Tuesday, July 27, 2010

The ex-king of Greece on the throne of Finland

There are now 1,000,000 Americans in France. But the Kaiser and his War-lords are still passing their victims through the fire to the Pan-German Moloch, and threatening to send German generals to teach the Austrian Army how to win offensives. It is even reported that the Germans contemplate placing the ex-king of Greece on the throne of Finland. Fantastic rumours are rife in these days; but there is only too good reason to believe the report that the ex-Tsar, the Tsaritsa, and their daughters have all been murdered by their brutal captors at Ekaterinburg. It seems but yesterday when Nicholas was acclaimed as the Saviour and regenerator of his people, and now Tsardom, irrevocably fallen from its high estate, has gone down amid scenes of butchery and barbarity that eclipse the Reign of Terror in France.

Monday, July 19, 2010

Willie Burmester

At the end of four years' study under Joachim he was refused a certificate, for some reason not stated, and he went to Helsingfors in Finland, where he worked according to his own ideas, which were to unlearn all he had studied, and begin afresh. During this period he worked with the greatest perseverance, practising nine or ten hours a day, and thus developed the wonderful technique which has astonished the world. For three years he continued this work,supporting himself meanwhile with a modest appointment which he had obtained.

Sunday, July 18, 2010

Some small urchins begged of us

Our steamer is a fine one and we are quite comfortable. I have a stateroom with a Finnish lady, who is charming for she goes up on deck at 4 A. M. and lets me dress in peace and quiet and then she arrays herself. Unfortunately we have a cracked basin, so it is rather hard work to dress comfortably, but they have promised another for tomorrow. Ed. has a stateroom with Mr. Calmeyn who decided to go to Petersburg, so he is all right. He has captured a small girl who came on board to sell flowers, so he is happy drawing her. She is quite pretty and is posing beautifully. We went round the town and saw the old Cathedral and also a fine view from the Observatory. The people here speak Swedish or Finnish, not Russian. Tomorrow we go to Helsingfors and thence by rail to Petersburg. We took some time to get here and came quite a distance up the river to anchor alongside the quay. The town is extremely clean and the people ditto; but some small urchins begged of us, whilst in Norway such a thing is unknown.

Thursday, July 8, 2010

In this gloomy mood she went to visit an aunt in Finland

Her friends directed her thoughts to charity. On the one hand, she saw poverty which was real and repulsive, and a sham poverty even more repulsive and pitiable; on the other, she saw the terrible indifference of the lady patronesses who came in carriages and gowns worth thousands. Life became to her more and more unbearable. She yearned for something real, for life itself—not this playing at living, not this skimming life of its cream. Of real life there was none. The best of her memories was her love for the little cadet Koko. That had been a good, honest, straight-forward impulse, and now there was nothing like it. There could not be. She grew more and more depressed, and in this gloomy mood she went to visit an aunt in Finland. The fresh scenery and surroundings, the people strangely different to her own, appealed to her at any rate as a new experience.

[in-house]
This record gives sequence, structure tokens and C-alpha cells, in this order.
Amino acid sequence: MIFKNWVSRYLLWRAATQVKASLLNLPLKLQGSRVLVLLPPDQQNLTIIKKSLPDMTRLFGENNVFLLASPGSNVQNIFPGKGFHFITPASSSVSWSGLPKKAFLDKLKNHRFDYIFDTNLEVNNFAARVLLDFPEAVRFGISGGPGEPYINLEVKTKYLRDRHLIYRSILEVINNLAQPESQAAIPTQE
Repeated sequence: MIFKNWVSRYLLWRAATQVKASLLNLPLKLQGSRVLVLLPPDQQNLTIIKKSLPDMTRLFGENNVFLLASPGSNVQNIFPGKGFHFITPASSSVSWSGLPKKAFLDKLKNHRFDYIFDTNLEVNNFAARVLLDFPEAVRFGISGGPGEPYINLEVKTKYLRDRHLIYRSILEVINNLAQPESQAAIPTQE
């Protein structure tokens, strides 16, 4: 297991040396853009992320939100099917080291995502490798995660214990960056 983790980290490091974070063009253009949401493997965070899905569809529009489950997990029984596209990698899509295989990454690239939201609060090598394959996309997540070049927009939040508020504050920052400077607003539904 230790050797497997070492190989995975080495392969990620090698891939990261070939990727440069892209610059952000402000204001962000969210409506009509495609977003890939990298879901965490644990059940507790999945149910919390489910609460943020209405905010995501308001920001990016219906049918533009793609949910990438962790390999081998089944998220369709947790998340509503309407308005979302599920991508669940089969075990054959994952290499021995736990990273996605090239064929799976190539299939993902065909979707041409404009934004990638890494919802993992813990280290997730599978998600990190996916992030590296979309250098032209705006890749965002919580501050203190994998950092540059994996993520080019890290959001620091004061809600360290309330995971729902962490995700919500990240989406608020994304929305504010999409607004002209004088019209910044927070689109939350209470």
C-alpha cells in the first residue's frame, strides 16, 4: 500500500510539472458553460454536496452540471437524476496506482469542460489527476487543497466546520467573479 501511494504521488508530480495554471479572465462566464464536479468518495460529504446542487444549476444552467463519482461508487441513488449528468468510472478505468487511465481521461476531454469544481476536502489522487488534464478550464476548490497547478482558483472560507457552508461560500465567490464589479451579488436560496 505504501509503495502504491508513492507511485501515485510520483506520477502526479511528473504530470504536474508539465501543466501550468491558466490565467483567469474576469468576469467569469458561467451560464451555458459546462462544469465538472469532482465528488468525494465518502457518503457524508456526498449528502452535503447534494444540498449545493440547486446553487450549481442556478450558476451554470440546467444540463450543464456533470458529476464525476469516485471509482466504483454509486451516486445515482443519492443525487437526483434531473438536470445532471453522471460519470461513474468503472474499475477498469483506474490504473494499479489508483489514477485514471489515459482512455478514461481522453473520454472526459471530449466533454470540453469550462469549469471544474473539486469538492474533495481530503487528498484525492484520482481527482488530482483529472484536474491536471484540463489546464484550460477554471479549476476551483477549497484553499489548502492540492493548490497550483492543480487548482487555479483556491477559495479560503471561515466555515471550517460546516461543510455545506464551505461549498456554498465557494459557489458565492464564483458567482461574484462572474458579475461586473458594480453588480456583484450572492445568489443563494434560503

How and when it all began she could not clearly remember. Her aunt had another guest, a Swede. He talked of his work, his people, the latest Swedish novel. Somehow, she herself did not know how that terrible fascination of glances and smiles began, the meaning of which cannot be put into words.

These smiles and glances seemed to reveal to each, not only the soul of the other, but some vital and universal mystery. Every word they spoke was invested by these smiles with a profound and wonderful significance. Music, too, when they were listening together, or when they sang duets, became full of the same deep meaning. So, also, the words in the books they read aloud. Sometimes they would argue, but the moment their eyes met, or a smile flashed between them, the discussion remained far behind. They soared beyond it to some higher plane consecrated to themselves.

How it had come about, how and when the devil, who had seized hold of them both, first appeared behind these smiles and glances, she could not say. But, when terror first seized her, the invisible threads that bound them were already so interwoven that she had no power to tear herself free. She could only count on him and on his honour. She hoped that he would not make use of his power; yet all the while she vaguely desired it.

Thursday, July 1, 2010

This is a Motor Car.

This is a Motor Car. It can travel forty miles an hour. There is a number on the back of it. If the car runs over you make a note of the number and complain to the County Council. That is what the number is for.

Frozen Lapland, rude and churlish Finland

 I never addressed myself, in the language of decency and friendship, to a woman, whether civilized or savage, without receiving a decent an...